'It was a delicious con': NRA insider reveals how they used donor cliques to swindle cash
Wayne and Susan LaPierre -- via Facebook

In the new book Misfire: Inside the Downfall of the NRA, reporter Tim Mak revealed a strange story about former NRA boss Wayne LaPierre's wife, Susan LaPierre.

In a bizarre tale, Mak revealed Mrs. LaPierre used her influence and the NRA's cash to create cliques among donors and their wives. According to the book, Mrs. LaPierre created an off-shoot called the Women's Leadership Forum (WLF) that funneled money from the NRA to lavish events.

"The organization was centered on events that flaunted wealth. Members would gather for tea at the Salamander Resort, a posh country getaway just outside the capital, for example," writes Mak. "One attendee recalled being struck by the scene of WLF members writing $50,000 checks, many of them spending money earned by someone else."

"High-dollar donors were extravagantly wined and dined by Susan and her aides, but the joke was on them," the book described. "It was their donated money being spent. 'It was a delicious con,' said one NRA insider."

She used jealousy to manipulate the donors, taking some out for dinners with NRA bigwigs. Some WLF would hear about it and be filled with envy. They grew desperate to curry favor with Susan.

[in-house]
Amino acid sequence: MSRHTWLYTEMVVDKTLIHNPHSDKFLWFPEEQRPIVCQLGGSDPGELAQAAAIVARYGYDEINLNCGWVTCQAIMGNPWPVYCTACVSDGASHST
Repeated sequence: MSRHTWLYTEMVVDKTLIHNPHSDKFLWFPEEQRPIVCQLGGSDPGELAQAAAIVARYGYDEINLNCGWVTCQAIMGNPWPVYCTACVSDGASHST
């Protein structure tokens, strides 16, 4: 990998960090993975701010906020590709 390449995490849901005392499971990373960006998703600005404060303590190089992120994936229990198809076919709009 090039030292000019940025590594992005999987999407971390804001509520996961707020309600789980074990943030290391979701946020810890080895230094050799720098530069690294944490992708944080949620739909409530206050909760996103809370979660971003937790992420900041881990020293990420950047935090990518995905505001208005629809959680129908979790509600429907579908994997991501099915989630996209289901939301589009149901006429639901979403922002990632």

One of Mak's sources recalled an event where the WLF women were given brooches with stones that would indicate their level of donation, then segregated by their stone color.

"The sapphire brooch indicated a gift of at least $50,000;" the book explained. "Emerald meant at least $100,000; ruby meant a contribution of at least half a million dollars; and the coveted diamond brooch showed that a member and her spouse had contributed at least one million dollars to the National Rifle Association. There was a competitiveness about the brooches."

Then there were the fights about who had the greatest proximity to Susan's table at events. One auction event even sold the head table, sitting with the donor and 10 friends with Susan drinking champagne at a big WLF event. It sold for $25,000.

"Those who were associated with the WLF and later departed would compare it to, among other things, an abusive relationship—relationship—one in which you could rationalize a situation while you were in it, but it became repulsive once you put a little distance in between," the book described.

There are other stories about Mrs. LaPierre that flow through the book, including her demand for an ambassador position in Donald Trump's new administration. She never got it.

Mak's new book Misfire: Inside the Downfall of the NRA is on sale now.